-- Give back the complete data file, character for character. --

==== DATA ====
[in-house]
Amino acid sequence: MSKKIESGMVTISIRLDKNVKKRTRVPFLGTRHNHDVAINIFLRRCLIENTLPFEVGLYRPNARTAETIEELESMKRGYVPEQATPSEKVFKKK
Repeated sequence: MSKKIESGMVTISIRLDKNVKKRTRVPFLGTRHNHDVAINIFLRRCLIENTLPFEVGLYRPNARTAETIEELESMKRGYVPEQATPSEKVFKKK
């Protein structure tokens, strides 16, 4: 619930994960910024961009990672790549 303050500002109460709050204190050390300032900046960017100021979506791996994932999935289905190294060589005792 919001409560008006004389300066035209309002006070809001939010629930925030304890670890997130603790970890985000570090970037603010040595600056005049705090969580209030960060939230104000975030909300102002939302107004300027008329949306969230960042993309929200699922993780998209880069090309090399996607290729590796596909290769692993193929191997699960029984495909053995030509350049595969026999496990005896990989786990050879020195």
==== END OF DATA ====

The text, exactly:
[in-house]
Amino acid sequence: MSKKIESGMVTISIRLDKNVKKRTRVPFLGTRHNHDVAINIFLRRCLIENTLPFEVGLYRPNARTAETIEELESMKRGYVPEQATPSEKVFKKK
Repeated sequence: MSKKIESGMVTISIRLDKNVKKRTRVPFLGTRHNHDVAINIFLRRCLIENTLPFEVGLYRPNARTAETIEELESMKRGYVPEQATPSEKVFKKK
């Protein structure tokens, strides 16, 4: 619930994960910024961009990672790549 303050500002109460709050204190050390300032900046960017100021979506791996994932999935289905190294060589005792 919001409560008006004389300066035209309002006070809001939010629930925030304890670890997130603790970890985000570090970037603010040595600056005049705090969580209030960060939230104000975030909300102002939302107004300027008329949306969230960042993309929200699922993780998209880069090309090399996607290729590796596909290769692993193929191997699960029984495909053995030509350049595969026999496990005896990989786990050879020195």